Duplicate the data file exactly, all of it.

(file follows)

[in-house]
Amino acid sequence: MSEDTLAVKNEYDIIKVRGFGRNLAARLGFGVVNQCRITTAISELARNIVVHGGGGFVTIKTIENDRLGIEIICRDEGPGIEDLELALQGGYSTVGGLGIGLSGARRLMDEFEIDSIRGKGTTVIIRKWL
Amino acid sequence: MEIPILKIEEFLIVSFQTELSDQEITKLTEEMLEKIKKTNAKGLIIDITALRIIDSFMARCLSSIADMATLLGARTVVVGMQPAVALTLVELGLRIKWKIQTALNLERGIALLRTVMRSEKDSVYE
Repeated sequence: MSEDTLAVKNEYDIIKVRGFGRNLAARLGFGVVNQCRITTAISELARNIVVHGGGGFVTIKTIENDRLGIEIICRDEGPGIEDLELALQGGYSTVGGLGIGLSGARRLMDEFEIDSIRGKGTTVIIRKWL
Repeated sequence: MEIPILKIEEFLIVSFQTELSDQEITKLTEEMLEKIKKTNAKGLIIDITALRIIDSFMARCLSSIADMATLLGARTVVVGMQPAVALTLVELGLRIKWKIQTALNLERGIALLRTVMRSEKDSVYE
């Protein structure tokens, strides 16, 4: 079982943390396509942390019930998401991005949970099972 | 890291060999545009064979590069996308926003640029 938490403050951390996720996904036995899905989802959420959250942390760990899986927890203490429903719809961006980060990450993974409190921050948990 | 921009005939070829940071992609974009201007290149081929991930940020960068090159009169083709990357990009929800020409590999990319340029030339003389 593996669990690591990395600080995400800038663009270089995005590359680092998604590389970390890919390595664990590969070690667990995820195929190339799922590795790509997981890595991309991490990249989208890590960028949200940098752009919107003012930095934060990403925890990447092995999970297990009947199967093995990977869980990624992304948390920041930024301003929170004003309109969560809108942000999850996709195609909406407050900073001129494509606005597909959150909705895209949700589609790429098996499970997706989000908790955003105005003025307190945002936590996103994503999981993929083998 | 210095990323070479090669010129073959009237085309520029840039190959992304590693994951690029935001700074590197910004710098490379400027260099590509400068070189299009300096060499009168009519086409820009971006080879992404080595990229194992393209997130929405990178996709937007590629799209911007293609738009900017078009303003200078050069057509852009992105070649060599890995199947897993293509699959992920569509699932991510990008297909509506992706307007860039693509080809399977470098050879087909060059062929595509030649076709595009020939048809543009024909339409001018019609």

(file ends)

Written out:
[in-house]
Amino acid sequence: MSEDTLAVKNEYDIIKVRGFGRNLAARLGFGVVNQCRITTAISELARNIVVHGGGGFVTIKTIENDRLGIEIICRDEGPGIEDLELALQGGYSTVGGLGIGLSGARRLMDEFEIDSIRGKGTTVIIRKWL
Amino acid sequence: MEIPILKIEEFLIVSFQTELSDQEITKLTEEMLEKIKKTNAKGLIIDITALRIIDSFMARCLSSIADMATLLGARTVVVGMQPAVALTLVELGLRIKWKIQTALNLERGIALLRTVMRSEKDSVYE
Repeated sequence: MSEDTLAVKNEYDIIKVRGFGRNLAARLGFGVVNQCRITTAISELARNIVVHGGGGFVTIKTIENDRLGIEIICRDEGPGIEDLELALQGGYSTVGGLGIGLSGARRLMDEFEIDSIRGKGTTVIIRKWL
Repeated sequence: MEIPILKIEEFLIVSFQTELSDQEITKLTEEMLEKIKKTNAKGLIIDITALRIIDSFMARCLSSIADMATLLGARTVVVGMQPAVALTLVELGLRIKWKIQTALNLERGIALLRTVMRSEKDSVYE
């Protein structure tokens, strides 16, 4: 079982943390396509942390019930998401991005949970099972 | 890291060999545009064979590069996308926003640029 938490403050951390996720996904036995899905989802959420959250942390760990899986927890203490429903719809961006980060990450993974409190921050948990 | 921009005939070829940071992609974009201007290149081929991930940020960068090159009169083709990357990009929800020409590999990319340029030339003389 593996669990690591990395600080995400800038663009270089995005590359680092998604590389970390890919390595664990590969070690667990995820195929190339799922590795790509997981890595991309991490990249989208890590960028949200940098752009919107003012930095934060990403925890990447092995999970297990009947199967093995990977869980990624992304948390920041930024301003929170004003309109969560809108942000999850996709195609909406407050900073001129494509606005597909959150909705895209949700589609790429098996499970997706989000908790955003105005003025307190945002936590996103994503999981993929083998 | 210095990323070479090669010129073959009237085309520029840039190959992304590693994951690029935001700074590197910004710098490379400027260099590509400068070189299009300096060499009168009519086409820009971006080879992404080595990229194992393209997130929405990178996709937007590629799209911007293609738009900017078009303003200078050069057509852009992105070649060599890995199947897993293509699959992920569509699932991510990008297909509506992706307007860039693509080809399977470098050879087909060059062929595509030649076709595009020939048809543009024909339409001018019609």